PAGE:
If you use your smartphone as a “security blanket” to relieve feelings of anxiety, loneliness, or awkwardness in social situations, for example, you’ll succeed only in cutting yourself off further from people around you.
Heavy smartphone use can often be symptomatic of other underlying problems, such as stress, anxiety, depression, or loneliness.
At the same time, it can also exacerbate these problems.
While a smartphone, tablet, or computer can be a hugely productive tool, compulsive use of these devices can interfere with work, school, and relationships.
When you spend more time on social media or playing games than you do interacting with real people, or you can’t stop yourself from repeatedly checking texts, emails, or apps—even when it has negative consequences in your life—it may be time to reassess your technology use.
While the Internet can be a great place to meet new people, reconnect with old friends, or even start romantic relationships, online relationships are not a healthy substitute for real-life interactions.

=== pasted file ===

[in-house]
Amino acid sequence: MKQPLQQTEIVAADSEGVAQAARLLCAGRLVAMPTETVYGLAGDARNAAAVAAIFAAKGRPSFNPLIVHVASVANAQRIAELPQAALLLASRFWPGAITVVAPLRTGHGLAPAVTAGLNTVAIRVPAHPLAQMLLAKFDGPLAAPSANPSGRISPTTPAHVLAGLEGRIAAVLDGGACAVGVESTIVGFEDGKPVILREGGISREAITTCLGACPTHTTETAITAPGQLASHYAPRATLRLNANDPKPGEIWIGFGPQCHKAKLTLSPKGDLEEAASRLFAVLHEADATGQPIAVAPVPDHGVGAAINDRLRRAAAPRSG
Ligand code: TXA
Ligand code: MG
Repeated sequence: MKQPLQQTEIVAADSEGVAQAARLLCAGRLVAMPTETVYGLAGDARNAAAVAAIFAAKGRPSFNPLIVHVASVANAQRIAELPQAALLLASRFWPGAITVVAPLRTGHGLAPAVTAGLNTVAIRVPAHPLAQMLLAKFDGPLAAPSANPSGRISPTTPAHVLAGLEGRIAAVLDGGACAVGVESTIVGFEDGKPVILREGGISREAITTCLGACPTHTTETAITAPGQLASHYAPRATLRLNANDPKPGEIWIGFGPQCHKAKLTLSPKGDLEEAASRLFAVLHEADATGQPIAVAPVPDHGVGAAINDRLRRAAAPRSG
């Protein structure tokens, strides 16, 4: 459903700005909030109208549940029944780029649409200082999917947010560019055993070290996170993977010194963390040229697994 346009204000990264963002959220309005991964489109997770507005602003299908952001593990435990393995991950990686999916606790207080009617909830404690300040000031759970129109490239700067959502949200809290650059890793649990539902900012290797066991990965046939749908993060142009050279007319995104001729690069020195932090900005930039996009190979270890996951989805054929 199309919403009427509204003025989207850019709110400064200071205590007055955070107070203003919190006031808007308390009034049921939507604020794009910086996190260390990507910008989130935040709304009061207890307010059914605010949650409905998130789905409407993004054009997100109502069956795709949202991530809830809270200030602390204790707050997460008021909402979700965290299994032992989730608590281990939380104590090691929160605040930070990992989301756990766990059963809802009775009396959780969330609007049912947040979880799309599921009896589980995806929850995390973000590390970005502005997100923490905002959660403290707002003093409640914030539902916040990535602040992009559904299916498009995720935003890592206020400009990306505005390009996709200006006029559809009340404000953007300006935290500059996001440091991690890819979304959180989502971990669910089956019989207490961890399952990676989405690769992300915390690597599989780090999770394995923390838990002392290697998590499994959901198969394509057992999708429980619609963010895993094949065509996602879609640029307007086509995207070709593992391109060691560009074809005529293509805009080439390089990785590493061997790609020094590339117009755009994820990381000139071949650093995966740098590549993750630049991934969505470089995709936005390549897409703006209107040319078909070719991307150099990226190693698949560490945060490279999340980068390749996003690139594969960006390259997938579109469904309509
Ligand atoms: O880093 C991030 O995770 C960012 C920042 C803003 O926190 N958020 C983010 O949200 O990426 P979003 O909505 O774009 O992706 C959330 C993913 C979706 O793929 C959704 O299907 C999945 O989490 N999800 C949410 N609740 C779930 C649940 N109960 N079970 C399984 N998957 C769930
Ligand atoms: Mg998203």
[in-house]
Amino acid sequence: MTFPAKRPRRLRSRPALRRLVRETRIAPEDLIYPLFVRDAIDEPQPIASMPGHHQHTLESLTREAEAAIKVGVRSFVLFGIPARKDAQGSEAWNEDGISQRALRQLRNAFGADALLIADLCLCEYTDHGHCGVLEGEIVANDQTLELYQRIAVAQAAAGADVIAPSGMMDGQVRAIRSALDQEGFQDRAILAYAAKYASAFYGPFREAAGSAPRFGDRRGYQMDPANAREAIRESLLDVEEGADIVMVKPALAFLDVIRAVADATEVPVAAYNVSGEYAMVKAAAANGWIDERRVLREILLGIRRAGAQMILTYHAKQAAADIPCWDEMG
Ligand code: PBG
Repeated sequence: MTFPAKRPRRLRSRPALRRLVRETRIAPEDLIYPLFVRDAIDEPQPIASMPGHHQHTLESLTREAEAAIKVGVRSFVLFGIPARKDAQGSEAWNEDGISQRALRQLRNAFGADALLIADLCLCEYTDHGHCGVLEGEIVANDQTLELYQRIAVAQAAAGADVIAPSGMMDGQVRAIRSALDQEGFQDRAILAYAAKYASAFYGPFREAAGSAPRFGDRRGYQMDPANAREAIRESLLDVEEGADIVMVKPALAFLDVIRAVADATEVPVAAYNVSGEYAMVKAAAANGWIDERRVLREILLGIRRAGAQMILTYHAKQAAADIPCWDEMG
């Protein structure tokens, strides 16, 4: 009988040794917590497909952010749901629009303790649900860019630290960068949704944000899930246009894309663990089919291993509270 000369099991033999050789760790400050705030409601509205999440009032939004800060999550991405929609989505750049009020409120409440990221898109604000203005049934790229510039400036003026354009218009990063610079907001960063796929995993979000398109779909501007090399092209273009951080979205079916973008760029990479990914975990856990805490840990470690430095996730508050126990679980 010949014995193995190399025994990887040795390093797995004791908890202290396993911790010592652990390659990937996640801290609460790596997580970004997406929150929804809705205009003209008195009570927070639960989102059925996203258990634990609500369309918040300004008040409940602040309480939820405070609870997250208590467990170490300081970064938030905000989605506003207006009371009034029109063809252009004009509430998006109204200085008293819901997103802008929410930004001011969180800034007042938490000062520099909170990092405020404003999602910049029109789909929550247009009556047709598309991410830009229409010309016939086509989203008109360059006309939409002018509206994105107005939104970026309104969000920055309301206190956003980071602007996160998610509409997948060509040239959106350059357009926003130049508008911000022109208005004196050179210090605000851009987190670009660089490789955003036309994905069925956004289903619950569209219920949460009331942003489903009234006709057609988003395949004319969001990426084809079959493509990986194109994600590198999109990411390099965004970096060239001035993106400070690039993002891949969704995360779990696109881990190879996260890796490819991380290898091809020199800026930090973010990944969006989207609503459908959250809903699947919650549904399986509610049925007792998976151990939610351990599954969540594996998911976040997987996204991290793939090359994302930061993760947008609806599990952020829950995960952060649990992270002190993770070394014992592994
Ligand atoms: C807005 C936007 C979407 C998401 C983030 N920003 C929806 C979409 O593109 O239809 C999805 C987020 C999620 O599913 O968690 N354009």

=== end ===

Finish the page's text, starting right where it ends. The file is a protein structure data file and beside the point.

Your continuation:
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Online friendships can be appealing as they tend to exist in a bubble, not subject to the same demands or stresses as messy, real-world relationships.Snapping endless selfies, posting all your thoughts or details about your life can create an unhealthy self-centeredness, distancing you from real-life relationships and making it harder to cope with stress.there is no specific amount of time spent on your phone, or the frequency you check for updates, or the number of messages you send or receive that indicates an addiction or overuse problem.While you can experience impulse-control problems with a laptop or desktop computer, the size and convenience of smartphones and tablets means that we can take them just about anywhere and gratify our compulsions at any time.In fact, most of us are rarely ever more than five feet from our smartphones.In other words, the remedy you’re choosing for your anxiety (engaging with your smartphone), is actually making your anxiety worse. While it may seem that losing yourself online will temporarily make feelings such as loneliness, depression, and boredom evaporate into thin air, it can actually make you feel even worse.A 2014 study found a correlation between high social media usage and depression and anxiety.Users, especially teens, tend to compare themselves unfavorably with their peers on social media, promoting feelings of loneliness and depression. One researcher found that the mere presence of a phone in a work place tends to make people more anxious and perform poorly on given tasks.The heavier a person’s phone use, the greater the anxiety they experienced. Using a smartphone for work often means work bleeds into your home and personal life.Diminishing your ability to concentrate and think deeply or creatively.The persistent buzz, ping or beep of your smartphone can distract you from important tasks, slow your work, and interrupt those quiet moments that are so crucial to creativity and problem solving.